Toys Go Out: Being the Adventures of a Knowledgeable Stingray, a Toughy Little Buffalo, and Someone Called Plastic - Emily Jenkins, pictures by Paul O. Zelinsky

Lumphy asks StingRay if she knows anything about washing machines.
"Not from personal experience," StingRay admits. She is "dry clean only" and has never gotten wet. But she has a lot to say about basements.

I'll just come right out and say it: I love stories about toys being alive. I liked the "Toy Story" movies, and The Doll People series and The Mouse and His Child. I'm also a sucker for books with long subtitles—blame that on Mr. A. A. Milne, I guess.

So, when I saw this book at the library, I thought it would make a fun one to read to my five-year-old. It's a shorter book than the others, only six medium-sized chapters with a couple illustrations per chapter, but it's not necessarily a much lower reading level. Some of the jokes were a little sophisticated for Ridley but she still enjoyed most of the book.

The toys are not as stealthy or secretive as in some of the other stories; they whisper to each other in the presence of the Little Girl and move about freely at night. But it's a bit more whimsical, with rules a little less rigorously defined, and is more about the personality of the toys. Lumphy the buffalo is a little bit like Eeyore, unsure of himself and a little mopey. StingRay wants to appear knowledgeable but is clearly not as smart as she pretends to be. And there's Plastic, who has a chapter devoted to figuring out what exactly a "plastic" is.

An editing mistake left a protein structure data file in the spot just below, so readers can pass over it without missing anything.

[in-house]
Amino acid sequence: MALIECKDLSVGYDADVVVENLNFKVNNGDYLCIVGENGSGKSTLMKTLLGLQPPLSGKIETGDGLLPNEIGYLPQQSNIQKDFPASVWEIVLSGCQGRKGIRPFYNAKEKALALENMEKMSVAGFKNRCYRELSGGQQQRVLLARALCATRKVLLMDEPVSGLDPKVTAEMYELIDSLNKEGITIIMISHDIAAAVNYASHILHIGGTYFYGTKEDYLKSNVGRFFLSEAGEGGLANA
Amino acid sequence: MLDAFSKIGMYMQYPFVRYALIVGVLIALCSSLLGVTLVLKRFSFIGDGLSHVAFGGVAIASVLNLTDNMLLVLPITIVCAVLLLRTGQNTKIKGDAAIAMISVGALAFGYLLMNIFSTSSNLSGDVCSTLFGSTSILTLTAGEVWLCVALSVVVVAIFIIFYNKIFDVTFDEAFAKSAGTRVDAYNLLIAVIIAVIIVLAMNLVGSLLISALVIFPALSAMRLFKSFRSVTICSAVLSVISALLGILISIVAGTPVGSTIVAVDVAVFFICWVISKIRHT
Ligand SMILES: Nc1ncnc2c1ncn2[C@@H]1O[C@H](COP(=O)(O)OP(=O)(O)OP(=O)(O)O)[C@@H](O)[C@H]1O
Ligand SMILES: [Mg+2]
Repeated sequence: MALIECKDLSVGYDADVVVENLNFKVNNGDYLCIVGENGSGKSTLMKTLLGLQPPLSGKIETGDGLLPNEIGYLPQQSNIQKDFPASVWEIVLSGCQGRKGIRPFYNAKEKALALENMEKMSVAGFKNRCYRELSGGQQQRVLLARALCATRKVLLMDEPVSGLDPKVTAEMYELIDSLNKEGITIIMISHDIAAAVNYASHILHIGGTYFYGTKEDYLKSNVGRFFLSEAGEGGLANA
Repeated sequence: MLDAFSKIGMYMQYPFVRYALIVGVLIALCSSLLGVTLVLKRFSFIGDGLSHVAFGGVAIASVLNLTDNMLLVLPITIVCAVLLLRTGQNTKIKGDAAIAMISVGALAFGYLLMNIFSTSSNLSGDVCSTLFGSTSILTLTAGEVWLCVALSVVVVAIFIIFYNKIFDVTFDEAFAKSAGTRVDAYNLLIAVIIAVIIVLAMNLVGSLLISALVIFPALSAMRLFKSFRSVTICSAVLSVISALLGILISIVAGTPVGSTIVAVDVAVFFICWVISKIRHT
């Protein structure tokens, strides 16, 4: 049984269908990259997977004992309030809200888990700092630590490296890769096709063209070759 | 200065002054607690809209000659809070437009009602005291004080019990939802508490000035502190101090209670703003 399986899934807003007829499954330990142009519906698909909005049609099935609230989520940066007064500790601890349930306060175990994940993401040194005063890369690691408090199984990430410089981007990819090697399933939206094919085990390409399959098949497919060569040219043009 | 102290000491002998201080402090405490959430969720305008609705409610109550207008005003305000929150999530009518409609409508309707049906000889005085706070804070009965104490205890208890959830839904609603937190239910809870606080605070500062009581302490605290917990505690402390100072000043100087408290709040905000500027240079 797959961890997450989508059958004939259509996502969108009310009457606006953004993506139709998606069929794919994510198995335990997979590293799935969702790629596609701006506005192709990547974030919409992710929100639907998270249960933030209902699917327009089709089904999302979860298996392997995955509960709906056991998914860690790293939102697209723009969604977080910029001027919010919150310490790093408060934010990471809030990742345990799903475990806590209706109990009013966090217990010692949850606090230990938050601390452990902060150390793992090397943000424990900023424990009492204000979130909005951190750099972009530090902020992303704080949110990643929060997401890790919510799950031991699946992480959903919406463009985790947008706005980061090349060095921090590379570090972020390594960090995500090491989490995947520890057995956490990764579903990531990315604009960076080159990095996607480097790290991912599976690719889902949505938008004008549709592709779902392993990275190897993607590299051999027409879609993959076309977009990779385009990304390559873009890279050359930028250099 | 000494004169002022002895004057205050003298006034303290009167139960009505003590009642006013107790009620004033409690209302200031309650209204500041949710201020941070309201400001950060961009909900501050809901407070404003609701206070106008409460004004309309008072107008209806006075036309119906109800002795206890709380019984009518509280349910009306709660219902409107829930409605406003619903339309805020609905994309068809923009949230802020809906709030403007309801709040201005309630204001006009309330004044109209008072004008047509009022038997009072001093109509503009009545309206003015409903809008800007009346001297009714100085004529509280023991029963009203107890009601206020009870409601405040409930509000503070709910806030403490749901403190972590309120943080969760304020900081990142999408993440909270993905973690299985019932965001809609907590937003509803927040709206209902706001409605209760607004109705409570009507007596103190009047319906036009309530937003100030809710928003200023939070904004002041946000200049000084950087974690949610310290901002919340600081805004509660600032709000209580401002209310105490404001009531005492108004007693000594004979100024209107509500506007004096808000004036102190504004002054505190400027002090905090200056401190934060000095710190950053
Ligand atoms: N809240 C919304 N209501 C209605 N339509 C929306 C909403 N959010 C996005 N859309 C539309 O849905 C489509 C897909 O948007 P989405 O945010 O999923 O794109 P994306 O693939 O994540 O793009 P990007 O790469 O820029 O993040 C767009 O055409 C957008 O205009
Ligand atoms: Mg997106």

It's a cute entry in the living toys genre, and I enjoyed reading it with my daughter. The illustrations are cute, though I do wish there were a few more of them.

Fed to jonathan's brain | July 31, 2009 | Comments (0)


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